Occipital nerve stimulation in the treatment of medically intractable SUNCT and SUNA

Pain Physician. 2014 Jan-Feb;17(1):29-41.


Background: Short-lasting unilateral neuralgiform headache attacks with conjunctival injection and tearing (SUNCT) or with cranial autonomic symptoms (SUNA) are primary headaches characterized by frequent attacks of severe headaches in association with cranial autonomic features. Patients with chronic SUNCT or SUNA have unremitting symptoms that necessitate prolonged use of medical preventive treatments, many of which are prone to causing side effects. They can be medically intractable, in which case neurally destructive or cranially invasive surgical treatments can be offered, though these have hitherto yielded conflicting results. Occipital nerve stimulation (ONS) offers a nondestructive and relatively low risk surgical alternative.

Objective: To assess the efficacy and safety of ONS in chronic, medically intractable SUNCT and SUNA patients.

Study design: Prospective open-label study.

Methods: Nine medically intractable, chronic SUNCT and SUNA patients were implanted with electrodes for bilateral occipital nerve stimulation. Data were collected prospectively for pre- and postimplantation headache characteristics, including frequency, intensity and duration of attacks. Diaries were used to assess headache improvement.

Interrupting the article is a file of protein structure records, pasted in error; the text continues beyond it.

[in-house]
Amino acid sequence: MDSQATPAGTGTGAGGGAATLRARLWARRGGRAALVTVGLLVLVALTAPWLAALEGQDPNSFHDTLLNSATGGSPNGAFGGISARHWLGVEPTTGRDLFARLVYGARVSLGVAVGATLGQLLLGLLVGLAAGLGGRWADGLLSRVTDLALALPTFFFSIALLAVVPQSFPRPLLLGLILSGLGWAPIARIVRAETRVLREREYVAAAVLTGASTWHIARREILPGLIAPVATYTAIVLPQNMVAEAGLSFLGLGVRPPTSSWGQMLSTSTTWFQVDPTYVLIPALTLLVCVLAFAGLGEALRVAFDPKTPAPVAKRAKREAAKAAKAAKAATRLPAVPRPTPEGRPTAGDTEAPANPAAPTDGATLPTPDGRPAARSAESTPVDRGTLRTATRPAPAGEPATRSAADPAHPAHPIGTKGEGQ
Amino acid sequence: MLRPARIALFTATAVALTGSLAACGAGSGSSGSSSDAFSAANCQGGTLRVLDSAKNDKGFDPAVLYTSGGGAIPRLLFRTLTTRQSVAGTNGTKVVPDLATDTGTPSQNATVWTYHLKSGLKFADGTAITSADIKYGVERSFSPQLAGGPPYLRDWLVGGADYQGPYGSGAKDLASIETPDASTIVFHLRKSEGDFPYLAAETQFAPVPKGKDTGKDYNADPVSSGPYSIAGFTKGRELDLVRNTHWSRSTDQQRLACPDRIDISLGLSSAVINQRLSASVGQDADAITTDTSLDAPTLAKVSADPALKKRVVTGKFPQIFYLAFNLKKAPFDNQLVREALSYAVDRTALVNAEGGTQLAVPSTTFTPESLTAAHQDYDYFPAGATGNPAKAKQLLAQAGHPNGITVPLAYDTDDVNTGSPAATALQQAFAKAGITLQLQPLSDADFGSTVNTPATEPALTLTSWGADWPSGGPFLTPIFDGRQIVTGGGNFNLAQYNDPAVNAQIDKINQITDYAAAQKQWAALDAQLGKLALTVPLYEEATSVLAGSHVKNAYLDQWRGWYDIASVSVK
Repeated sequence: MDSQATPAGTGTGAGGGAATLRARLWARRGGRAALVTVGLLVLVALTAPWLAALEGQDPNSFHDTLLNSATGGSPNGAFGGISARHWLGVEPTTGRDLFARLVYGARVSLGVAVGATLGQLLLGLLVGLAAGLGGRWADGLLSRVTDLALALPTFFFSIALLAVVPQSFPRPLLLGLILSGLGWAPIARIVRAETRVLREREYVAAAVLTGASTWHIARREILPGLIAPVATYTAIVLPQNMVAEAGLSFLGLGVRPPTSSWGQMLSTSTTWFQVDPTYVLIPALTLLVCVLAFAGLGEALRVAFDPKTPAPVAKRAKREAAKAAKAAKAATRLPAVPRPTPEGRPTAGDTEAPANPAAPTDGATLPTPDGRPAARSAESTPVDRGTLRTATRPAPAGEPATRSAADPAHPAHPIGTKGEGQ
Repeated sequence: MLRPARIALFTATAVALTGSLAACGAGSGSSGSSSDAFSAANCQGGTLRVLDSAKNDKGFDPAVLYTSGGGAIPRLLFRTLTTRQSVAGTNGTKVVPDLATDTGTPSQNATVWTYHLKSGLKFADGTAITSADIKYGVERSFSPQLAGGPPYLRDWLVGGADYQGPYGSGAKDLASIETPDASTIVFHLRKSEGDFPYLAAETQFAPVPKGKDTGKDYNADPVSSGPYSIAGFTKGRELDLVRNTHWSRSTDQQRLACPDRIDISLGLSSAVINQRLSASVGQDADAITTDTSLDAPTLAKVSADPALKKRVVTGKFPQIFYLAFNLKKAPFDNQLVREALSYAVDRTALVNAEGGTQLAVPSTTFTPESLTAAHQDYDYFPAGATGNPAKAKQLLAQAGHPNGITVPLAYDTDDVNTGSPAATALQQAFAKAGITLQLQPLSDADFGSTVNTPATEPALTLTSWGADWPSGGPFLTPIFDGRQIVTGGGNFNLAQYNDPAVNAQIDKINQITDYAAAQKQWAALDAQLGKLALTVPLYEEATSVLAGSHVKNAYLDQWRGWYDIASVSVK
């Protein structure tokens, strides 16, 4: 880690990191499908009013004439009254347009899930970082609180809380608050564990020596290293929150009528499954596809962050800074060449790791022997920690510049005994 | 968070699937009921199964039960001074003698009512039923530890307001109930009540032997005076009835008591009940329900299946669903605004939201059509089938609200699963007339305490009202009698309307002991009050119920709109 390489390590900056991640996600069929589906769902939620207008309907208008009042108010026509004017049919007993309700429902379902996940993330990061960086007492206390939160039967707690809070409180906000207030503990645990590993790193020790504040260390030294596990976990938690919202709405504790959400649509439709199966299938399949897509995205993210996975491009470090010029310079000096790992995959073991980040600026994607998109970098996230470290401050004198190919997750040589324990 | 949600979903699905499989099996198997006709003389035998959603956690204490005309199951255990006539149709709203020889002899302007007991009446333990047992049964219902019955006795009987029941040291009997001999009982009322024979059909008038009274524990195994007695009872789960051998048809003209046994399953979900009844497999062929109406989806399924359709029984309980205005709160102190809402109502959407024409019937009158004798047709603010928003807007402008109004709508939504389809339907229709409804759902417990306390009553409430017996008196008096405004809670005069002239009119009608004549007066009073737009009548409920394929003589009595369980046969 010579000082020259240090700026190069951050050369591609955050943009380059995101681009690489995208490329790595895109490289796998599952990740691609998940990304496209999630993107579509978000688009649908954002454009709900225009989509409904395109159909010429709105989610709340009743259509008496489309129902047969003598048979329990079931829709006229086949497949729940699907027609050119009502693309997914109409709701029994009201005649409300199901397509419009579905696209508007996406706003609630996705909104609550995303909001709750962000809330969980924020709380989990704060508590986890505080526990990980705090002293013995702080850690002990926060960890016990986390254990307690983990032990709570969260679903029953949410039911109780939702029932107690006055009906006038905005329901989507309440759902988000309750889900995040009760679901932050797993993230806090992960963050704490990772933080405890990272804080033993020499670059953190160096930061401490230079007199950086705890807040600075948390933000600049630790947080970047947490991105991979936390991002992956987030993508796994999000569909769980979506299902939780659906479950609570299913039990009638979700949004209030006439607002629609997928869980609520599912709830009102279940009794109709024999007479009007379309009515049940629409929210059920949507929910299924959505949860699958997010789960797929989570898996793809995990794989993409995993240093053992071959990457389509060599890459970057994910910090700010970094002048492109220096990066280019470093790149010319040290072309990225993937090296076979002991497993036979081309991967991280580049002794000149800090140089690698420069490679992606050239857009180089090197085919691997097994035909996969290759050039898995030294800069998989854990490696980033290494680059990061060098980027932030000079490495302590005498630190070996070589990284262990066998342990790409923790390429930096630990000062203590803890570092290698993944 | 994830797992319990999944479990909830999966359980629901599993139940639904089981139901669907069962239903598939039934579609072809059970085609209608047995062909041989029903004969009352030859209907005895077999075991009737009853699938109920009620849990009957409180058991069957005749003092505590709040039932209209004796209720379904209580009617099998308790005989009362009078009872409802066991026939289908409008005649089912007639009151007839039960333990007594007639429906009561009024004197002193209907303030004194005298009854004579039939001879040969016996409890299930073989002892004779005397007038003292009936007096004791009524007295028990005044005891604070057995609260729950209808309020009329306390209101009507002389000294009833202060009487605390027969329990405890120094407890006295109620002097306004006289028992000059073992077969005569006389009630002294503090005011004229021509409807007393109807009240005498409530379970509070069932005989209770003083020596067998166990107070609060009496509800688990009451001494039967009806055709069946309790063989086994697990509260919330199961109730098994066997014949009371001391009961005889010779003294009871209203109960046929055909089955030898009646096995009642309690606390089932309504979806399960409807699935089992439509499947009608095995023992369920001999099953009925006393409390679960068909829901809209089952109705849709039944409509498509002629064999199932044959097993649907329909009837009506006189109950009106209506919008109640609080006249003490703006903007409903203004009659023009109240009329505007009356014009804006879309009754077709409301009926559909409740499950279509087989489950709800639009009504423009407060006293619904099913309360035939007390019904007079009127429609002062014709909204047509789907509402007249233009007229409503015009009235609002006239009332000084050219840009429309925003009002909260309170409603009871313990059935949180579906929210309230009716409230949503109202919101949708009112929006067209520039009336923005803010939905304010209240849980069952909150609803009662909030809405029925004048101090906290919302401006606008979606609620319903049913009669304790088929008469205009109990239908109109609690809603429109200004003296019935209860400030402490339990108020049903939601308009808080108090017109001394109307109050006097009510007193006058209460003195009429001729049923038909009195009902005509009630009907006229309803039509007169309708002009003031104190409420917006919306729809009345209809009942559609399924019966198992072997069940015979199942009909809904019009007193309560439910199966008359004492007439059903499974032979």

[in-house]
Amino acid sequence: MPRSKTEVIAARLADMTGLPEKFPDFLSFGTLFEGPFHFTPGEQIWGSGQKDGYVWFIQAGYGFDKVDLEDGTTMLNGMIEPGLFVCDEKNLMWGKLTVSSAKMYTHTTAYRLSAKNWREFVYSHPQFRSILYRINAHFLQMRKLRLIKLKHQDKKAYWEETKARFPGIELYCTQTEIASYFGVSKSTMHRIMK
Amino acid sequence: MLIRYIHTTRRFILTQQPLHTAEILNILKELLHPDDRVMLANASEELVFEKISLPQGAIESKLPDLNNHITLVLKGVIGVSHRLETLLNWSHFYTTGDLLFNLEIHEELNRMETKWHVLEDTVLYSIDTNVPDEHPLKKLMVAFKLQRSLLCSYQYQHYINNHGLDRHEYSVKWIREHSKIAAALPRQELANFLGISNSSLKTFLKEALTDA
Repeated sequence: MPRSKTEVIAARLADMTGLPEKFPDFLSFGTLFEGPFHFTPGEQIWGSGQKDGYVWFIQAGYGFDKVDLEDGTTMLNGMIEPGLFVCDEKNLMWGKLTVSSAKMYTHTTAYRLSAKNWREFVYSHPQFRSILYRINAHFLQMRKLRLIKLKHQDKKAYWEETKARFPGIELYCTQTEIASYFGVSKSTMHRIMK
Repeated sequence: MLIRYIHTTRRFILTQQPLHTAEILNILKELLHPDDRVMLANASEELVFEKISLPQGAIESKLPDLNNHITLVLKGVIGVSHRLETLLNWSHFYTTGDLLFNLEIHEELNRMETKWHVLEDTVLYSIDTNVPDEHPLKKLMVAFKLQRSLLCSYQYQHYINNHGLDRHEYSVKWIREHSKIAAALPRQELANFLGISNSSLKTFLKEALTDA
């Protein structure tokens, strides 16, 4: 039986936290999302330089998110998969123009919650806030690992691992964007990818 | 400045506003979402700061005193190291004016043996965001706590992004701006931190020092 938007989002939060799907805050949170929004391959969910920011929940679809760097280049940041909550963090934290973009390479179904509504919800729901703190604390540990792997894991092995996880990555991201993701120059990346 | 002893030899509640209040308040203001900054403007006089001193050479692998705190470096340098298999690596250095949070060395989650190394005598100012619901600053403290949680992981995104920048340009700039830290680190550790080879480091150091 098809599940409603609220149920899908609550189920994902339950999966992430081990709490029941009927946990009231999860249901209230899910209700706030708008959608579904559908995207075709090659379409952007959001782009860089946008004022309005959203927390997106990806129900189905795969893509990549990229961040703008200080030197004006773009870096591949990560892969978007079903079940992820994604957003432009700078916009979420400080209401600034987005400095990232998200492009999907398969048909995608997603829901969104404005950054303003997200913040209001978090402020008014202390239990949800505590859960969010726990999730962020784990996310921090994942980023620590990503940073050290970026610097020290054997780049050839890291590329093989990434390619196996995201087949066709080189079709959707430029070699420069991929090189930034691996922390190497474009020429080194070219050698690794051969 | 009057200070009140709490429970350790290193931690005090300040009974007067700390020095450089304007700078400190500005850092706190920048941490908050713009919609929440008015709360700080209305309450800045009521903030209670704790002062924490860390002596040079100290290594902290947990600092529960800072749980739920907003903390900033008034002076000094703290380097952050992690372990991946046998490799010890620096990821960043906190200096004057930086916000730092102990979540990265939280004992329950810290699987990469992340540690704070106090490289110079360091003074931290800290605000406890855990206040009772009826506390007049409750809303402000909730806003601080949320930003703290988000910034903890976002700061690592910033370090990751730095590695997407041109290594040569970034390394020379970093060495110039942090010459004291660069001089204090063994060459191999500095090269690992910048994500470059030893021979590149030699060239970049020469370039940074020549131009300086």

Results: At a median follow-up of 38 months (range 24-55 months), all but one patient reported substantial improvement. Four patients became pain-free, 3 were almost pain-free (96 - 98% improvement), and one had a marked reduction in attack frequency and severity (81% improvement). After an initial rapid improvement, the maximum benefit of ONS was attained after a lag of a few months. Device malfunction was followed by recurrence or worsening of the attacks within a few days in most patients. Adverse events included lead migration, exposure of the electrode, and pain due to muscle recruitment over the leads. One patient developed hemicrania continua one month after implantation and was successfully treated with indomethacin.

Conclusion: ONS appears to offer an effective and safe treatment option, without significant morbidity, for medically intractable SUNCT and SUNA. Given the variable results with cranially invasive or neurally destructive surgery, ONS might be considered the surgical treatment of choice for medically intractable SUNCT and SUNA.

Publication types

  • Research Support, Non-U.S. Gov't

MeSH terms

  • Adult
  • Aged
  • Autonomic Nervous System Diseases / diagnostic imaging
  • Autonomic Nervous System Diseases / therapy*
  • Electric Stimulation Therapy / methods*
  • Female
  • Follow-Up Studies
  • Humans
  • Male
  • Middle Aged
  • Radiography
  • SUNCT Syndrome / diagnostic imaging
  • SUNCT Syndrome / therapy*
  • Spinal Nerves / physiology*